Yearly changes to the proportion of deceased liver donations that were DCDs also reflected the perceptions of the division chiefs and surgical directors surveyed because 8 of the 11 allocation regions reported an increase in DCDs between 2019 and 2021, according to the OPTN database (Figure 3). Four of the allocation regions experienced a statistically significant change in the proportion of DCDs between 2019 and 2021. In terms of the total number of deceased donor livers that were transplanted within allocation regions for each year, the majority of regions did not see a notable change in the total number of deceased donor livers (Figure 4). Comparing the proportion of deceased donor liver transplants performed each year, region 9 was the only region that saw a statistically significant increase in deceased donor liver transplants between 2019 and 2021 (P < 0.001). The remaining regions did not see a statistically significant change in this metric.

F3
FIGURE 3.:
Percentage of deceased livers that are DCD by allocation region and year. DCD, donations after circulatory death.
F4
FIGURE 4.:
Deceased liver donations by allocation region and year.

DISCUSSION

Our study finds that most respondents felt that the median MELD at transplant at their center had increased and that the wait time for patients with MELD score >30 had decreased (53% and 50%, respectively), suggesting that the AC policy appeared to have achieved its intended goal of increased disease severity prioritization. However, this change resulted in a corresponding increase in the waiting time for suitable offers experienced by patients with MELD score <30 (63% consensus among respondents).10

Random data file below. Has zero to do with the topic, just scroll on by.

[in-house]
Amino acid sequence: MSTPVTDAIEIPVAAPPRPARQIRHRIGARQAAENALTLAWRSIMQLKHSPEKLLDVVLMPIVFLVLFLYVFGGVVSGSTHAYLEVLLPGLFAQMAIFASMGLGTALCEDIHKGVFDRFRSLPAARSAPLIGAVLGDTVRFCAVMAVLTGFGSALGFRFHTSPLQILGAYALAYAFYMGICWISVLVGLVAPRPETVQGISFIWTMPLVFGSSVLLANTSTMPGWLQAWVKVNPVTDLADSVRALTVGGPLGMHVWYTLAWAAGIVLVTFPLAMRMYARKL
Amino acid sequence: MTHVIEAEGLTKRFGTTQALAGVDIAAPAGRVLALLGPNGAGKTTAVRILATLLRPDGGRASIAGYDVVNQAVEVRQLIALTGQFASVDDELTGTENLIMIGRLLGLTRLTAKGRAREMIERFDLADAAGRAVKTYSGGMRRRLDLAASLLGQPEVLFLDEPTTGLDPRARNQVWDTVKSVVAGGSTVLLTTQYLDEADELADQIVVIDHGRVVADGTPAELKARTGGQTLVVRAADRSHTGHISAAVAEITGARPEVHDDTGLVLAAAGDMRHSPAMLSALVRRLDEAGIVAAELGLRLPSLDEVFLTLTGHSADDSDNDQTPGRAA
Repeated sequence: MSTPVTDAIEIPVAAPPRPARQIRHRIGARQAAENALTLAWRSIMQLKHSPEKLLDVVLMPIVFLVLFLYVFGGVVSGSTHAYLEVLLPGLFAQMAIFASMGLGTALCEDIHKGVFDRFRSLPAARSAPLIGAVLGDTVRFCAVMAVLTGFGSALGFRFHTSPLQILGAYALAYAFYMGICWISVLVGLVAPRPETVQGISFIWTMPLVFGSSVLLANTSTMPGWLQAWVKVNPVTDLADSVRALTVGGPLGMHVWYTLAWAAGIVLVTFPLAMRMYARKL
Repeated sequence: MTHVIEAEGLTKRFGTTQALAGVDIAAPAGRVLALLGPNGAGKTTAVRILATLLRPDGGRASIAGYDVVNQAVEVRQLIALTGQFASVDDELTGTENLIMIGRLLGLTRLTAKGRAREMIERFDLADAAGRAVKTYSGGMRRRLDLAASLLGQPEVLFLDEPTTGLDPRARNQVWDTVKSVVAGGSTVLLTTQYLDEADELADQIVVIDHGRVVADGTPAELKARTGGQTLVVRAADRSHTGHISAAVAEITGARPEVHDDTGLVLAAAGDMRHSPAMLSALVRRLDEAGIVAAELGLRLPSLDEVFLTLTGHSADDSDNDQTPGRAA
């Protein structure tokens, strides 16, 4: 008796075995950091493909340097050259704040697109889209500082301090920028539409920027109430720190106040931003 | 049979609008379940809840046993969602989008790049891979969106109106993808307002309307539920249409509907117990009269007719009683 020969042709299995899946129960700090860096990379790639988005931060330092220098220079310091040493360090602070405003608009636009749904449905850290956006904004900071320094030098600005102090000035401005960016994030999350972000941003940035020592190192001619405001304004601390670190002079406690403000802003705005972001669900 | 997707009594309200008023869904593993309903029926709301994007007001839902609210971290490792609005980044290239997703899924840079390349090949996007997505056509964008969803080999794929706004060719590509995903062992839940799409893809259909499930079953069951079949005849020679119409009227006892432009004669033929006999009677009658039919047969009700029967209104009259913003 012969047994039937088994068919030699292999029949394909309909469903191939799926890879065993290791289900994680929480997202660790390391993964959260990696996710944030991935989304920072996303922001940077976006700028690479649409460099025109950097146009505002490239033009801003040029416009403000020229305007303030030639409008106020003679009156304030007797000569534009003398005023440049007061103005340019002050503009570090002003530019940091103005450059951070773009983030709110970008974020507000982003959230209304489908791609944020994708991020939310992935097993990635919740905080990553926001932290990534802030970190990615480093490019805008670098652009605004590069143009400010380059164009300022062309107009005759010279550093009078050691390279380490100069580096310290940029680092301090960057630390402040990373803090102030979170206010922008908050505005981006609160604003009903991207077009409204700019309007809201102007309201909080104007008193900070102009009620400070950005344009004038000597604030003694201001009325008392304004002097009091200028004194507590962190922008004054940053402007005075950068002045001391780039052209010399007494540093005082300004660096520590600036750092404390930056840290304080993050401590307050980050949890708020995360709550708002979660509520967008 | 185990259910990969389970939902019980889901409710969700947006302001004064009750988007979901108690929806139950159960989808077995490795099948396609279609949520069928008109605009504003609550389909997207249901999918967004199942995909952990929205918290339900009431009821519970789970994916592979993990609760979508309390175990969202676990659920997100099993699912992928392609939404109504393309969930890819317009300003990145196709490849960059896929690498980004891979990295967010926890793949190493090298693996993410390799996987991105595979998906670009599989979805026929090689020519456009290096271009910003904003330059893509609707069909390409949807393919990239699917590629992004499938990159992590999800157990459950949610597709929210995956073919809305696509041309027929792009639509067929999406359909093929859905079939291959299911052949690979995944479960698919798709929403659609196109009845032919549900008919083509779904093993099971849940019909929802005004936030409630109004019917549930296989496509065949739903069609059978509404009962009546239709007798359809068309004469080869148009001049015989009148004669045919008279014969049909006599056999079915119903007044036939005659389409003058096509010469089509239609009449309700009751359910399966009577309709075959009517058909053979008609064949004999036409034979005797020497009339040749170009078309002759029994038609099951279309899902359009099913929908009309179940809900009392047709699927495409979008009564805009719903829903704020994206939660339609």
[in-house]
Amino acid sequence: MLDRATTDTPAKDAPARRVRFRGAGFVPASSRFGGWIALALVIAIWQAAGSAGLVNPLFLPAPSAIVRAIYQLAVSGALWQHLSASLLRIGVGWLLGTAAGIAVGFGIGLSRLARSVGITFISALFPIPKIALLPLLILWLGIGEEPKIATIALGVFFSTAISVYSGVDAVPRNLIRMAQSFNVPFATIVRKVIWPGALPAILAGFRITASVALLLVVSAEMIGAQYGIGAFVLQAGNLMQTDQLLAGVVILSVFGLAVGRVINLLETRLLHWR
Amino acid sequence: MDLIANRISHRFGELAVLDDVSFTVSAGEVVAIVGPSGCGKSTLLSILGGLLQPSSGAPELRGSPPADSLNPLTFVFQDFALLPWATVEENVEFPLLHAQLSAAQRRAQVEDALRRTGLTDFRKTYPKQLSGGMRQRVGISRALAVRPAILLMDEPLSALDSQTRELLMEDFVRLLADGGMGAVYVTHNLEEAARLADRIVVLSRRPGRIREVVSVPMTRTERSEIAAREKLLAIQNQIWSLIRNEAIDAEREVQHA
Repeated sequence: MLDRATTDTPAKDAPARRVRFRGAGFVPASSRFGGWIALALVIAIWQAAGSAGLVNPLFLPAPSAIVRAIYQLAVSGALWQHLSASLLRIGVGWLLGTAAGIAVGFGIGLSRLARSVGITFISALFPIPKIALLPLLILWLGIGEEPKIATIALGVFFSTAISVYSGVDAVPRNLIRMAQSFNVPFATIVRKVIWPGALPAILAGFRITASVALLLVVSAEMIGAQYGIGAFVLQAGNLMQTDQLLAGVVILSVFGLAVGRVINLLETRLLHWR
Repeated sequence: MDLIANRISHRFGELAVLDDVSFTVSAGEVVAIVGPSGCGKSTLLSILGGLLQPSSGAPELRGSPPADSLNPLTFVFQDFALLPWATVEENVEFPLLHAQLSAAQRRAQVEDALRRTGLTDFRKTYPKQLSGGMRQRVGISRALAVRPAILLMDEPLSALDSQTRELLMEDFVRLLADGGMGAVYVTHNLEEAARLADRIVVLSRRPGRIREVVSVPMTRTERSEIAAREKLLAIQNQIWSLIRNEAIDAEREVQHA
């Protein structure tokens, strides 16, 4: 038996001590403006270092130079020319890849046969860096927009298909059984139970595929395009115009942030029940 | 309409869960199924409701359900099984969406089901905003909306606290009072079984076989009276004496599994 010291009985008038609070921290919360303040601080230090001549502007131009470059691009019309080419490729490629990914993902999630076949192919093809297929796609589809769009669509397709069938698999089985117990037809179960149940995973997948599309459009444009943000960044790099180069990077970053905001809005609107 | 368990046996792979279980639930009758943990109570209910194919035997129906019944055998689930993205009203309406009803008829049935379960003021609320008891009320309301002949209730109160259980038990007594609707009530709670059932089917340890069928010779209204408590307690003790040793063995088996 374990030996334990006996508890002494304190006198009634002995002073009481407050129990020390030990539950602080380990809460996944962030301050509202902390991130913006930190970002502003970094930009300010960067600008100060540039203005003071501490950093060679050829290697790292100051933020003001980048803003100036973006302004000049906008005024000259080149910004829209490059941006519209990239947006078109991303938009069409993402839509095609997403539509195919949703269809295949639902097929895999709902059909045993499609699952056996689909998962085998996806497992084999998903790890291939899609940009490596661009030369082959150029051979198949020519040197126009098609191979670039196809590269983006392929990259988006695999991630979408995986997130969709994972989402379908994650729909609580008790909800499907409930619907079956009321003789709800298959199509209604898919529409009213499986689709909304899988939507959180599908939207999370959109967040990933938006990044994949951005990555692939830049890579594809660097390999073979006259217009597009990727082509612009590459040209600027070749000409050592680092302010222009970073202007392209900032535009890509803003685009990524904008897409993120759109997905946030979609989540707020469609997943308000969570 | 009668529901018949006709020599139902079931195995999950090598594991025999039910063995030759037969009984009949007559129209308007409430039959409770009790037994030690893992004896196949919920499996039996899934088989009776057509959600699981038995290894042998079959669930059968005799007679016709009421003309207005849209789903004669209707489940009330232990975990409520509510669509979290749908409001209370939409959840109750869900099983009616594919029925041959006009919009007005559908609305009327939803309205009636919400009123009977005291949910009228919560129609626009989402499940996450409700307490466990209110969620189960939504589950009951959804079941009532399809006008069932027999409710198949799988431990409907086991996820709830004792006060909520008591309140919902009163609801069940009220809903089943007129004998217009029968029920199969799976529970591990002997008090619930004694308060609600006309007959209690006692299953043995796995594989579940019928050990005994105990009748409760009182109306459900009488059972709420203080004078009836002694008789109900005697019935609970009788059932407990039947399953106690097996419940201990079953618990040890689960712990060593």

As part of the trade-off for prioritizing patient disease severity over geographic proximity, the ratio of local OPO donor livers to imported donor livers and the average distance traveled per transplant were both perceived to have increased among most respondents.8,11 These changes expectedly correspond to a reported average cost per transplant (75% consensus and zero respondents reporting a perceived decrease in the cost). These findings are consistent with the results from a previously published single-center study performed by Wall et al8 and suggest that the AC policy may negatively impact transplant center financial viability. Although the increase in cost might be justified by some of the prioritization of patients with higher disease severity leads to improved patient outcomes, the observations uncovered in the survey suggest that not all surgeons perceive these changes as benefiting patients; for example, over half of the respondents felt that the use of practices associated with worse patient outcomes, such as DCD donors (63% of respondents) and extended criteria liver grafts (53% of respondents)‚ had increased. Additionally, despite the increased cost and improved prioritization of patients with MELD score >30, most respondents reported that the rates of postsurgical biliary or vascular complications and 1-y graft survival had remained the same (70% and 63% consensus, respectively). Moreover, a common theme arising from the participant feedback was the concern that the new policy places patients with hepatocellular carcinoma at a disadvantage and may worsen health disparities in this particular patient group.